eThoughts : Perfection

Speaking about psychology running through it: How is it that humans get so caught up in either the pursuit or avoidance of perfection?

I find it interesting that we base much of our worthiness on perfection. We are less than because we are not royalty, or president, or stars, or billionaires, or parents, or married, or highly educated, or erudite. We are less than because of gender, or skin color, or weight, or height, or physical looks, or physical ability. And if all else fails to convince us, we are less than because we are not God.

It certainly can be handy to be less than perfect. As psychologist Alfred Adler believed, it is a blessing when we are inferior, as we now have room to grow. Therein lies some hope. But being less than perfect also presents us with an excuse for failing or not even trying.

I’m not suggesting the pursuit of perfection is inherently stupid, it is not. However, the pursuit of perfection is one thing, but perfection as an ultimate end is just simply delusional. All things are dynamic, however fast or slow they might emit or attract, so perfection is then dynamic. Point of view matters, and it would serve us well to not confuse our lack of perfection with being inherently flawed or less than. The point of perfection is to become so good and so deep at what we do that to others it appears perfect, though to us, we see ample room for improvement.

Nice. Now we have proficiency and humility. And we have ever “higher” goals. The pursuit and understanding of perfection is not about achieving a static state, that kind of thinking only develops neurotic minds and behaviors—just how perfect is that?

Let’s take terminal degrees (nice wording don’t you think?). A Ph.D. is a “terminal” degree—as is any doctorate—in that no “higher” educational degree is possible. One would have to be sorely misguided (and clearly less than perfect) to think that a Ph.D. has obtained some holier-than-thou status. Nope, they have gathered some tools of the educational trade—a terminal degree. While such degree recipients have likely practiced aspects of their discipline more than those without practice, they’re hardly perfect in their own field. And the point? Just because someone has received a terminal degree doesn’t mean they’ve arrived. Graduations are called commencement for a reason—it’s time to commence.

How about the pursuit of soul mates, or soul mate if you will—that perfect being for us and us for them? Say what? The ability to be around someone who contributes to better, deeper breathing is not the same as nothing left to do short of pure enjoyment sans the hassle. Gee, even the definitions of enjoyment and hassle are subject to perspective. Nope, it’s a ballpark issue, or maybe even the infield of the ballpark, but there is a lot of work and a lot of noticing imperfections. Like the achievement of perfection I suggested above, the couple will know the issues between them, even if their relationship looks perfect to outside observers. Finding, or working to create, a soul mate is like getting a terminal degree—one can now commence with their intimate knowledge and passion and commitment. That commencement never stops, even if it rests for awhile.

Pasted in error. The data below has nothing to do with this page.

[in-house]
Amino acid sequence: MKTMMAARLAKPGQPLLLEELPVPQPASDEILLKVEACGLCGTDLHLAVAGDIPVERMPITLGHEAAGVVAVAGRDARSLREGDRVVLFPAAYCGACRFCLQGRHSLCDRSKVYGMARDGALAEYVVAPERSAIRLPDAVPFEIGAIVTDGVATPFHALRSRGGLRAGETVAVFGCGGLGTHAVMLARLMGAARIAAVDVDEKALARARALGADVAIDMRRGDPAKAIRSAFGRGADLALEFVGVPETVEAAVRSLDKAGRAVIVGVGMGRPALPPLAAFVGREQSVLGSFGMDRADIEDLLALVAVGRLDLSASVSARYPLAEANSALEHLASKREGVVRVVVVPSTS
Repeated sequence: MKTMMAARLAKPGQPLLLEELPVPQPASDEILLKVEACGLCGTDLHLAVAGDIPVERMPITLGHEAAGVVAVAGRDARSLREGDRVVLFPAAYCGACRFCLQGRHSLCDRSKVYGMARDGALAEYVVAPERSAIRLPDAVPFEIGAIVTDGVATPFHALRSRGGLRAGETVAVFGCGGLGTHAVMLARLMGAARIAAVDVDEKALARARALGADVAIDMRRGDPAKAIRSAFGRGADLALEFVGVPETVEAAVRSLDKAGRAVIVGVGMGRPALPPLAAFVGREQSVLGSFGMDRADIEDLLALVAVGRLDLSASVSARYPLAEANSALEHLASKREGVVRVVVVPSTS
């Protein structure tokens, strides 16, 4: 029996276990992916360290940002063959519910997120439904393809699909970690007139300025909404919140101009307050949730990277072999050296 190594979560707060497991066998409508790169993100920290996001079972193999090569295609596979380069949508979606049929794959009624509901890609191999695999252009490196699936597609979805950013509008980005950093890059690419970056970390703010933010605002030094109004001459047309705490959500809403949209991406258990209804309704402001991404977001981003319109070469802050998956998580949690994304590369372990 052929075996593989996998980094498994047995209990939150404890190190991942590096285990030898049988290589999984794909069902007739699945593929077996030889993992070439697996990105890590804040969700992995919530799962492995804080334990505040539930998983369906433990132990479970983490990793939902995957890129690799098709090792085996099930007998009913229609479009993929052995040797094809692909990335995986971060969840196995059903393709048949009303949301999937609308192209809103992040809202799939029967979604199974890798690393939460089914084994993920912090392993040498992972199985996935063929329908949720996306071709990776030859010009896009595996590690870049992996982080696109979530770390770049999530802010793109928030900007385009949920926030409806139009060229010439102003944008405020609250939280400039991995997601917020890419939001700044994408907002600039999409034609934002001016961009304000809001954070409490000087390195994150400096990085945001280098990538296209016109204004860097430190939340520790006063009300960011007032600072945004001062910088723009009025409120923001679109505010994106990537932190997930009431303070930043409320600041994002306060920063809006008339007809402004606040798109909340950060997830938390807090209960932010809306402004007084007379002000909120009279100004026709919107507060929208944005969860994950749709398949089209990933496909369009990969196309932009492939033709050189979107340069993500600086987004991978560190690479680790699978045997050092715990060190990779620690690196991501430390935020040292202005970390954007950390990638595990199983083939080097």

I might as well stampede to the headwaters in pursuit of this thought: How about pursuing favor with God?

I’ve written about my objections in asking for God’s blessing in a previous post—we’re already blessed, let’s instead ask for our understanding that we are. For this bit, let’s pursue being saved, which is a kind of perfection as the implication is that by being saved, we are not going to hell.

I suggest the same issue with blessings, we already are saved, it is up to us to recognize it. Okay, it is more than recognizing it, we must live it. What kind of God—a perfect as well as dynamic being I’m assuming—would have a creation that wasn’t also perfect and dynamic? I’m not saying that everything we do is already perfect just because we’re all God’s children, I’m saying that from any given position, we can all find a path “home.” That can take some work for sure, but the issue is not eternal damnation, it is that some of us take the long way “home” in our emulating God’s love and beauty.

Whatever our pursuit, perfection is not an end result, it is not even a result, it is a dynamic state of being in which we are challenged to continue recognizing the discipline it takes to obtain freedom. Perfection is a dynamic state in which we are challenged to recognize love and beauty as it changes around us.

I’m paraphrasing, but there were a couple of lines in the movie The Last Samurai (oh no, does Tom Cruise come up again?) that bears mentioning in the context of perfection. I believe it was Ken Watanabe that played the Shogun and the leader of the last of the Samurai. At one point he told Cruise’s character that a life spent searching for the perfect cherry blossom was a life worth living. However, near the moment of his death as a flurry of cherry blossoms blew across his visual field, he realized a deeper perfection—that all cherry blossoms are perfect.

Hmmm. That seems like some wisdom to keep in mind the next time we want to arrange perfection—especially when it comes to people.

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